Scotus: Oral Arguments On Florida v. Powell Look Too Close to Call

Yesterday, I attempted to play “sports commentator” and said that Florida v. Powell. After watching another quarter in the case (oral arguments), I still think it is too close to call. According to SCOTUS blog, it still sounds like a coin toss.

During oral arguments, Justice Sonia Sotomayor openly expressed what some of her colleagues may have been thinking silently: that perhaps police can’t be trusted to make warnings explicit unless they are required to do so. In Tampa, she said, the officers “chose to obfuscate a little bit and be less specific. Shouldn’t we assume that that is an intent to deceive or perhaps to confuse?” Justice Kennedy suggested that a narrowing of the required warning would be widely imitated. It also led Justice Sotomayor to suggest it may mean something that there is a split in lower courts on whether the Tampa approach adequately conveyed the scope of a suspect’s rights. That ambiguity, she suggested, might be a basis for the Court now to provide some clarity. Justice Breyer was concerned that a suspect would assume it meant a right to talk a lawyer only before questioning began, and not to have the lawyer present throughout.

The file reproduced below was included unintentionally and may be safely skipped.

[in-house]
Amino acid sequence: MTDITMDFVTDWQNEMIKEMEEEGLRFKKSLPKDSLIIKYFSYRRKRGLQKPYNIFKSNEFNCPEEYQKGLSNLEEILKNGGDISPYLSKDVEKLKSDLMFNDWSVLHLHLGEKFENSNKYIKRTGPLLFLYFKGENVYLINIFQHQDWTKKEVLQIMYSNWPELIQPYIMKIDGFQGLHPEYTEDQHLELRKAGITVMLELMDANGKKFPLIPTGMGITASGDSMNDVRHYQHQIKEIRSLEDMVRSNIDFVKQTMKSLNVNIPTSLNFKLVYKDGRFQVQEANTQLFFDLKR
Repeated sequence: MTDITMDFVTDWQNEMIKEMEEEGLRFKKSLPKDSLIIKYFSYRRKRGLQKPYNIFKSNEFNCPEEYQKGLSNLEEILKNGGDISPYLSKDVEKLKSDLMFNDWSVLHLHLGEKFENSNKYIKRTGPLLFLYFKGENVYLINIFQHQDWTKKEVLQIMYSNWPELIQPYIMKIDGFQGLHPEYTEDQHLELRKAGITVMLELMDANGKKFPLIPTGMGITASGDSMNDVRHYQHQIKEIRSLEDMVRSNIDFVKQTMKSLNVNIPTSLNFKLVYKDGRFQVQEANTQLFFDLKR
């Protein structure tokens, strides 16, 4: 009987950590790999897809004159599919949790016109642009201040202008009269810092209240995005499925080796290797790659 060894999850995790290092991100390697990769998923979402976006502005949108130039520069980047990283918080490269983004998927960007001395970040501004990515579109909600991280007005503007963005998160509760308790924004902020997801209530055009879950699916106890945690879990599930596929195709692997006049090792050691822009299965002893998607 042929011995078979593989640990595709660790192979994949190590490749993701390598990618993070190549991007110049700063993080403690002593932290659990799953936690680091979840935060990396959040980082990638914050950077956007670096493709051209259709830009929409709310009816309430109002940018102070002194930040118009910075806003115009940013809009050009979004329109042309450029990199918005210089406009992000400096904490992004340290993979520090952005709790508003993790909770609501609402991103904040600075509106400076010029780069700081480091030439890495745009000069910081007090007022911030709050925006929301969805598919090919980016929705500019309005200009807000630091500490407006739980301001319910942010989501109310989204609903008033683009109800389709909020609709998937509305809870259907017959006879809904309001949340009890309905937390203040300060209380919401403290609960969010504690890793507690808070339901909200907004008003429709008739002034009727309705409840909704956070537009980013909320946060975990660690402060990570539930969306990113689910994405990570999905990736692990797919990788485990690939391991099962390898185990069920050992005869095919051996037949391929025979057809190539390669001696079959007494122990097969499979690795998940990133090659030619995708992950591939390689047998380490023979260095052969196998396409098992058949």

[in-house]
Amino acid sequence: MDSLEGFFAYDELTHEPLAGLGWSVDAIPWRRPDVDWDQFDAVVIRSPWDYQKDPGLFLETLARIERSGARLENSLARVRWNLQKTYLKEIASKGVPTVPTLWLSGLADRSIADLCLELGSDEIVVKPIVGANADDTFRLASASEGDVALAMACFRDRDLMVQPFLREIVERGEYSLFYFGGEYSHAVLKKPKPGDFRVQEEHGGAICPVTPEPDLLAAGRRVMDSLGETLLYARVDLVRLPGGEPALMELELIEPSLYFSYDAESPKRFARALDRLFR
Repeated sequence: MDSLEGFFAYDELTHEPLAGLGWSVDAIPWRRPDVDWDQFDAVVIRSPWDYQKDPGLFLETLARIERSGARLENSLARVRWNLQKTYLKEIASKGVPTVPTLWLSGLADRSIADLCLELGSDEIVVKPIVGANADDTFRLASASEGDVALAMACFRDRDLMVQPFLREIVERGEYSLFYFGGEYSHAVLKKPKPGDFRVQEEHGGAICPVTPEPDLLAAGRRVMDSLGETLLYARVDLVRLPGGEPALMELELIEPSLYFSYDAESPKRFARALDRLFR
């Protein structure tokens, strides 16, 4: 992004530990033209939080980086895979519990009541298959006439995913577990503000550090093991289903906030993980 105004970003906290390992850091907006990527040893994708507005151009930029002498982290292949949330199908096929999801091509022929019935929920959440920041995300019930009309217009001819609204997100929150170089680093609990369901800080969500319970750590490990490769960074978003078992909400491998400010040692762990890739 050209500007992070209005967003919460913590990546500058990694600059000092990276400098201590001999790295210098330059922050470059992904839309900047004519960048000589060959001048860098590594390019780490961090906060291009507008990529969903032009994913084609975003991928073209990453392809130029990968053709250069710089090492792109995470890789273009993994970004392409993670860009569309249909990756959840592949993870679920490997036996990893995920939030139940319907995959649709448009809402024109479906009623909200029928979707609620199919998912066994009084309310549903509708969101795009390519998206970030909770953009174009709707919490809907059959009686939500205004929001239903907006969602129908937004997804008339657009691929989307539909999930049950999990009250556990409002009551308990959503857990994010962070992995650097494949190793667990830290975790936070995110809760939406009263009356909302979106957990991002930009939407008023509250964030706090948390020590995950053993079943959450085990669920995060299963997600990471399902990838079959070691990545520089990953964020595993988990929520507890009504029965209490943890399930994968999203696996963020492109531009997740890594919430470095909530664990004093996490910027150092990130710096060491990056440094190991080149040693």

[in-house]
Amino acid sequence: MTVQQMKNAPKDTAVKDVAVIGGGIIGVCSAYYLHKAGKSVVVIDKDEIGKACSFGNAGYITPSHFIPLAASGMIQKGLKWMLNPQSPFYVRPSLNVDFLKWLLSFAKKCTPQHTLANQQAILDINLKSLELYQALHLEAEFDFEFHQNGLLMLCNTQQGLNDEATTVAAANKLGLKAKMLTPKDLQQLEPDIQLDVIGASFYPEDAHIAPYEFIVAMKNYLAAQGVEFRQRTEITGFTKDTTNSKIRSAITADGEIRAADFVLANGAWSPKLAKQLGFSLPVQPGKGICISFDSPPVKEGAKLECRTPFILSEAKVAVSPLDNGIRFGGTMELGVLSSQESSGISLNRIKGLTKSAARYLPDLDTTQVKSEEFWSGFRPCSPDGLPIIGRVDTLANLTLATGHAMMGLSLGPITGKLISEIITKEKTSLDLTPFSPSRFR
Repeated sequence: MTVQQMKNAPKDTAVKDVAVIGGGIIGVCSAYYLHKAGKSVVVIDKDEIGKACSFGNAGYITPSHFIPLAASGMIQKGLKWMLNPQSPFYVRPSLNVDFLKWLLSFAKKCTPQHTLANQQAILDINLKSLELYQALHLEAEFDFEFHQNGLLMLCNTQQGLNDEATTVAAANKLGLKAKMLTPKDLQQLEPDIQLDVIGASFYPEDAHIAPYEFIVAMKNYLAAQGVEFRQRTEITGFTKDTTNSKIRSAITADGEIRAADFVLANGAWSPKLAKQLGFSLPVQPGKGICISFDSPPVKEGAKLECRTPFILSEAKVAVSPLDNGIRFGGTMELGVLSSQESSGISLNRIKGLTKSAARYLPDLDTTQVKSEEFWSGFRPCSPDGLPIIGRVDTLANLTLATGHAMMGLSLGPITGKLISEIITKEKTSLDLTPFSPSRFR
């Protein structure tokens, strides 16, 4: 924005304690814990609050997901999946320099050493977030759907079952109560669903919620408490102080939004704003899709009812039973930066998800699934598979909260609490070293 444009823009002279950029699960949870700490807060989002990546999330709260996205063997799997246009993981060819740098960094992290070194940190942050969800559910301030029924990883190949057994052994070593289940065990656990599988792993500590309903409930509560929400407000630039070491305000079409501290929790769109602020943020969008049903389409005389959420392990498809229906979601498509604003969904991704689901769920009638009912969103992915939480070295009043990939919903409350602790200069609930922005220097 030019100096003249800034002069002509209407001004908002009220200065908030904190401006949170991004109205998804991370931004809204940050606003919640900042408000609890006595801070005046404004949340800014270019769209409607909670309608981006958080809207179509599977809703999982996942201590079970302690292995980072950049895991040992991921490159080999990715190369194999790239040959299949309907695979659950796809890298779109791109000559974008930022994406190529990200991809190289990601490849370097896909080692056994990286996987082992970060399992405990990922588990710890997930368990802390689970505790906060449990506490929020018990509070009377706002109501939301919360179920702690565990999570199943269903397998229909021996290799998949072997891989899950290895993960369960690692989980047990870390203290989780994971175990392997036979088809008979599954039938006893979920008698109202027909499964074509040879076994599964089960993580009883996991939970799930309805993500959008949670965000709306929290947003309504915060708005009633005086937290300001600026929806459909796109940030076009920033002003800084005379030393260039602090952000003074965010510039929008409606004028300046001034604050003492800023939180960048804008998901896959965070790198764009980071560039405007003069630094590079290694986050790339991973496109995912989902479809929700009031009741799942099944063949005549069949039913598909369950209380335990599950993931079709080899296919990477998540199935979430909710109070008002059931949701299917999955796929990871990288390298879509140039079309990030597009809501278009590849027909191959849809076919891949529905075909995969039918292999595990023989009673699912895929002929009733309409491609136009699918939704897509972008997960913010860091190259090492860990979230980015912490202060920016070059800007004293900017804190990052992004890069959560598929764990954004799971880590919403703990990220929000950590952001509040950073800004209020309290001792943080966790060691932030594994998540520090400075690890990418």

On the other side, Justice Ginsburg and Justice Roberts seemed concerned that the FBI warnings favorably commented on by the
Miranda Court did not have a specific warning that counsel would be appointed during question. Justice Scalia scoffed at the idea that an individual would alter his/her decision to confess based on this. Justice Samuel A. Alito, Jr also schemed skeptical. Justice Thomas didn’t ask any questions but is presumably in the state’s court. Stay tuned folks; it is going to be close.